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  • "'We're Making Rapid Progress'"
    Newsweek (01/29/04); Barrett, Jennifer

    Amit Yoran, chief of the Department of Homeland Security's National Cyber Security Division, is confident that the new National Cyber Alert System, along with other programs, will significantly reduce threats to cyberspace by improving user preparedness to such threats. In fact, he insists that the United States is better prepared to cope with viruses, despite their increasing sophistication, than it was a few years back. The goal of the National Cyber Alert System is to provide all users with timely, accurate virus data so they can deploy appropriate countermeasures. Yoran says the message of the recent National Cyber Security Summit was misrepresented as indicating that the government will assume control of cybersecurity if technology leaders fail to implement better regulations, adding that both the public and private sectors are enthusiastic to collaborate. He attributes the long time it took cyberattacks to be rated as a serious security threat to the lack of a major cyber-incident akin to Sept. 11, but expresses his belief "that by increasing our preparedness, we increase the likelihood that we will not be struck by a digital Pearl Harbor or an electronic 9/11." Yoran notes that awareness of cyberthreats and preventative measures has spread among corporations and users, while the antivirus community has increased its efficiency. He attests that his division is dynamically implementing the National Strategy to Secure Cyberspace, pointing out that a simulation of a massive attack on the nation's cyber-infrastructure was recently conducted to evaluate its effects; results indicated that more information must be shared between the public and private sectors. Yoran says a "paradigm shift" is taking place, and the government is becoming more willing to share sensitive intelligence data with private enterprises.
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  • "From R2D2 to Spirit and Beyond: What's in Store for Intelligent Robots?"
    [email protected] (02/10/04)

    The romantic or dark visions of robots popularized in science fiction and movies is a far cry from the actual state of robotics and its future prospects. Vijay Kumar, director of Penn Engineering's General Robotics, Automation, Sensing, and Perception Lab, acknowledges that certain jobs currently done by people will be handed over to robots, but only those that function within "4D environments" such as burning buildings, biochemical experiments, and menial household chores--areas that Kumar characterizes as "dangerous, dirty, dull, and difficult." Robots' widest potential application is augmentation, in which machines are used to enhance or extend human capabilities. Automation technologies could augment drug discovery by providing tireless tools for precisely manipulating and analyzing fluids and solutions, while surgeons could deliver a new level of precision to operations with robotic devices. The military is also eying robots as vehicles for remote surveillance and search-and-rescue operations. Kumar thinks robots will have the deepest penetration in the services industries--robotic lawnmowers and vacuum cleaners are already available to consumers, while airlines use sensitive robotic arms to clean jets. For now, the widest use of robotics has been in the manufacturing sector, the automotive industry in particular: Applications include "fixed automation" such as mail sorting in major distribution centers; "programmable automation," in which equipment is designed to accommodate a spectrum of product modifications within a specific class; and "flexible automation" involving equipment designed to fabricate various products or components.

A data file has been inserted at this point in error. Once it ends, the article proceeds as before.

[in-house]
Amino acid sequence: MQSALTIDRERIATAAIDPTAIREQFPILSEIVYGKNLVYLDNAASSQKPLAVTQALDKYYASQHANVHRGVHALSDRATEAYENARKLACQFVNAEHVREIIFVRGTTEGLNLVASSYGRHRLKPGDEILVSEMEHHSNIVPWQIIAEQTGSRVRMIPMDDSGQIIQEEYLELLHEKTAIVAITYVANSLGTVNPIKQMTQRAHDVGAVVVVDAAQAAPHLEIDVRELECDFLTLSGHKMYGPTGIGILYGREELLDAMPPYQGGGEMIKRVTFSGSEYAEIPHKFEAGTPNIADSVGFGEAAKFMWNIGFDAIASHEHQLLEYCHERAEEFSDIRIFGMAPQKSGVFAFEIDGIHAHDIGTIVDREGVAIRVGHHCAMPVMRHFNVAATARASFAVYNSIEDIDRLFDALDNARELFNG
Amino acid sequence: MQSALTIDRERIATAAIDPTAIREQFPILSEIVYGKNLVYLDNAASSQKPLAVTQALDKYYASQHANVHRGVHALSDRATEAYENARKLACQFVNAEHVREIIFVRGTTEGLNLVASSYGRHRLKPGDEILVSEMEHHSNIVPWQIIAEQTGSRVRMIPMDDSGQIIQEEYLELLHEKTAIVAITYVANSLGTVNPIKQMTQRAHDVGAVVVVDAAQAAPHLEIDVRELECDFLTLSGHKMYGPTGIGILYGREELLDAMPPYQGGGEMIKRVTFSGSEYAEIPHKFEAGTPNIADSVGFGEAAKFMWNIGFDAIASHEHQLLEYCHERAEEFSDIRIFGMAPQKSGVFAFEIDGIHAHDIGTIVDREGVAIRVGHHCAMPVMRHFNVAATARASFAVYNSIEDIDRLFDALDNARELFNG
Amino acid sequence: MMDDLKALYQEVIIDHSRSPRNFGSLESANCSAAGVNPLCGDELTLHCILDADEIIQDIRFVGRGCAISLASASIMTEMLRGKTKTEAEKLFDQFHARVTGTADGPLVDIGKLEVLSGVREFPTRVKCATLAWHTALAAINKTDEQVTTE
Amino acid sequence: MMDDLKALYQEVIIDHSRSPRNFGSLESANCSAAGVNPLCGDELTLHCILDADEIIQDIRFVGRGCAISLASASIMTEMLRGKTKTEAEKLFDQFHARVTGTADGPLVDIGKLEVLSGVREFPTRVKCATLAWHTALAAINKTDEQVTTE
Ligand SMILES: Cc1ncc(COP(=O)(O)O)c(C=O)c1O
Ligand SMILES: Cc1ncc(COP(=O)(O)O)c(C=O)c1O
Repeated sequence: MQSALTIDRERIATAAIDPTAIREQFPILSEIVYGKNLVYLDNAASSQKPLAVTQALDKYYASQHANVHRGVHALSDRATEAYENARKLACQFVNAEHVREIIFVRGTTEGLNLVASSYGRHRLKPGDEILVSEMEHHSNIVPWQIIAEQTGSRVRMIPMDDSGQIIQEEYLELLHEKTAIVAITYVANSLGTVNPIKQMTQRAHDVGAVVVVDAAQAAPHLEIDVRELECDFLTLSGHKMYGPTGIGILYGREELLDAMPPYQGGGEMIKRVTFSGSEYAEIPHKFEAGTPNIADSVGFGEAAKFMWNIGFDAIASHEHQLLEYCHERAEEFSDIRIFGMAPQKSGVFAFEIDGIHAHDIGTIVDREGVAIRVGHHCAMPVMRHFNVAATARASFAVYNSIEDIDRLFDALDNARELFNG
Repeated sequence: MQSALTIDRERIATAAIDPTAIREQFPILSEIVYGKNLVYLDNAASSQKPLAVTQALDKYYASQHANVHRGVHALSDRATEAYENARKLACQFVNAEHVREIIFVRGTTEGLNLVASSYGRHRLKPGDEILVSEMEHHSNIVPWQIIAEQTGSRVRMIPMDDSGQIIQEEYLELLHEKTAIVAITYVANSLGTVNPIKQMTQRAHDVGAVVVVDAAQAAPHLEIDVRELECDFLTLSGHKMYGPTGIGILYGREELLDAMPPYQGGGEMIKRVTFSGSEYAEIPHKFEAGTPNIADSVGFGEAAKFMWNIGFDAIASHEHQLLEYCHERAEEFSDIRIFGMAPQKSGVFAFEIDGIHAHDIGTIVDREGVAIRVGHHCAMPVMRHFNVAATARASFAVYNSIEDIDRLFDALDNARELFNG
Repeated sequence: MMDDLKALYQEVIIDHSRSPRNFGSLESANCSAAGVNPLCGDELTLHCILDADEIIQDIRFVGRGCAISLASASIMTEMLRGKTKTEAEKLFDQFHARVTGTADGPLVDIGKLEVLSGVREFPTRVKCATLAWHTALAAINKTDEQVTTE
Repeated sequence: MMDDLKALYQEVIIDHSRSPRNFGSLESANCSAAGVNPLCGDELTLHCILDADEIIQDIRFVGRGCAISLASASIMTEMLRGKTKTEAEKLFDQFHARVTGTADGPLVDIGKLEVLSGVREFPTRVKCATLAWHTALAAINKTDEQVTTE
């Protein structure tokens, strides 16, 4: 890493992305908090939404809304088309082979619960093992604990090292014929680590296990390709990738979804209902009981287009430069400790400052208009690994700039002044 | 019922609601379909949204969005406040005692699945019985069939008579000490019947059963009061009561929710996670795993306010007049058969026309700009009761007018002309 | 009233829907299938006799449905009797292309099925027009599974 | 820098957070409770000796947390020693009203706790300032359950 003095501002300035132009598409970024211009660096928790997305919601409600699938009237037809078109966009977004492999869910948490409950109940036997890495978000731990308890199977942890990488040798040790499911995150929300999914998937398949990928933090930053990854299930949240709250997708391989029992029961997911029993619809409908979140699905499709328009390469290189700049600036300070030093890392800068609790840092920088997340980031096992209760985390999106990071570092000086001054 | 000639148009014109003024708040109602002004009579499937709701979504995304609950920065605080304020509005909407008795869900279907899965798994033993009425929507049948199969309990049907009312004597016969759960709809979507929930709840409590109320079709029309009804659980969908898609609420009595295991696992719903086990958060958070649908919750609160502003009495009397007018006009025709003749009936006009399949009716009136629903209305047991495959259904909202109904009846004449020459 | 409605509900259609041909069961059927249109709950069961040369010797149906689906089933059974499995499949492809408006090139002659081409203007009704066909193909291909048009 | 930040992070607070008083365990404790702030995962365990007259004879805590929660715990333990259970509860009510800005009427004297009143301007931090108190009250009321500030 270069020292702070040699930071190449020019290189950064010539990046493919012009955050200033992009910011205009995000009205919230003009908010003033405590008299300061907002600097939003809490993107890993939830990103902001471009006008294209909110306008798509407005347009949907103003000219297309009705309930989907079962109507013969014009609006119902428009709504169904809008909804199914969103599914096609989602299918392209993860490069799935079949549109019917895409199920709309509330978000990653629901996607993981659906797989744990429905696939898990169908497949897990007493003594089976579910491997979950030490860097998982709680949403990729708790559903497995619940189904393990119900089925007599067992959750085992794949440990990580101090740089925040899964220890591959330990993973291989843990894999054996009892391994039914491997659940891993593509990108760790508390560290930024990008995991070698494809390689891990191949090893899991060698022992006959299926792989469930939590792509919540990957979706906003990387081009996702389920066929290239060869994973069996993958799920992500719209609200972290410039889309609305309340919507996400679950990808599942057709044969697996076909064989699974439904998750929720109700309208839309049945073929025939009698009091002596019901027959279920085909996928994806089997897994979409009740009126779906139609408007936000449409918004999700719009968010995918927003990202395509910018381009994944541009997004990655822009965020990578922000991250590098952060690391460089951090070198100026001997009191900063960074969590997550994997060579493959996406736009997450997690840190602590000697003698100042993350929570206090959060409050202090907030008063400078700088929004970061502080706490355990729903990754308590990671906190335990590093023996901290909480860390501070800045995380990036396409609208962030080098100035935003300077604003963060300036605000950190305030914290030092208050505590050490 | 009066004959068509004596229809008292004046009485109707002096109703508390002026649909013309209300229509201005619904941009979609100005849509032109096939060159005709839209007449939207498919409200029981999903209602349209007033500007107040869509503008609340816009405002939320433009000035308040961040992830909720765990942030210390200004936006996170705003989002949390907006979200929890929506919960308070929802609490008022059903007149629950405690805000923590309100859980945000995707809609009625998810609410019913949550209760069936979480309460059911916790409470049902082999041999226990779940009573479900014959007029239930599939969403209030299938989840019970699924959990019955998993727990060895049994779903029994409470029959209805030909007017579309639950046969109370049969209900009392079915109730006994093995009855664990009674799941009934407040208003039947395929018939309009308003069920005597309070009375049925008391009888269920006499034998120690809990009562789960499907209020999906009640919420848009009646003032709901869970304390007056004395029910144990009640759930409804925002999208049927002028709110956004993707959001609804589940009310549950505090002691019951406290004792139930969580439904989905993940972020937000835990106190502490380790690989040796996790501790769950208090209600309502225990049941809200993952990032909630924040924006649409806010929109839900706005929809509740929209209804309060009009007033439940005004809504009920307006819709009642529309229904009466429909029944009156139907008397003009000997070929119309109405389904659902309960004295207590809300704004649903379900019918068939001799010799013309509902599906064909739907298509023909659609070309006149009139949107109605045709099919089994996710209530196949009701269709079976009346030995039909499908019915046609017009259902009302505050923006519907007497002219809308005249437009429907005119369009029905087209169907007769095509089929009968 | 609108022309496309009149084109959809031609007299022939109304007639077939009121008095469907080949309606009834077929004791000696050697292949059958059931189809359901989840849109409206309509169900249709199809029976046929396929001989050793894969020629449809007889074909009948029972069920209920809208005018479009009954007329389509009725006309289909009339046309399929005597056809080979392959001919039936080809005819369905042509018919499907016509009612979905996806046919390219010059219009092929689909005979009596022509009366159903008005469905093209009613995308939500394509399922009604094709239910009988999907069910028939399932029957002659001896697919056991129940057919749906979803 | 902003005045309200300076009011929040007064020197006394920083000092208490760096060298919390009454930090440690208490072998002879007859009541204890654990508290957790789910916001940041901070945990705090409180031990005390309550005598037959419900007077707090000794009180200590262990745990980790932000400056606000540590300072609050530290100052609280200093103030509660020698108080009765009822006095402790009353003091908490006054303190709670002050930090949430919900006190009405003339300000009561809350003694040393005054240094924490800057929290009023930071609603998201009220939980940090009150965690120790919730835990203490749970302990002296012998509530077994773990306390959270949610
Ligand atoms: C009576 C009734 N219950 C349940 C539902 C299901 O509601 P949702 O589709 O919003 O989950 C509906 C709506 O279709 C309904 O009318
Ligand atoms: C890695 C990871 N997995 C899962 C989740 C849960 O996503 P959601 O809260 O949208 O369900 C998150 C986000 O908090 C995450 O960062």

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  • "Protecting the Cellphone User's Right to Hide"
    New York Times (02/05/04) P. E5; Selingo, Jeffrey

    Marketers are expecting a windfall through ads, coupons, and other come-ons sent wirelessly to cell phones by leveraging technology that tracks a caller's location, and at the moment there is little cell phone users can do to stop this, apart from turning off their location-tracking features. Wireless carriers are required by law to make cell phone users' locations traceable when they make 911 calls: Carriers that track callers via the Global Positioning System must be able to locate approximately one-third of wireless callers within 160 feet, while those that use land-based triangulation must find callers within 320 feet. Bell Labs researchers have created software known as Privacy-Conscious Personalization designed to give cell phone users' greater control over the disclosure of their location. Wireless callers would use the software to choose their preferences on when they want their location revealed, either through their cell phone's screen or on the carrier's Web site; such preferences could depend on who is requesting the location data, what time of day it is, or the callers' activities. Requests for location are filtered through these preferences, and are permitted or blocked accordingly. The job of managing preferences for millions of cell phone users while their calls are being connected could be too much for a wireless network, but Bell Labs' Rick Hull says the software lets cell phone companies build "preference palettes" designed for different user types. "As users get accustomed to it, service providers will have the flexibility to add some sophistication over time," he explains. Using the software's features requires a wireless carrier with the technology embedded into its network, and Hull says customers should be able to avail themselves of the technology by next year.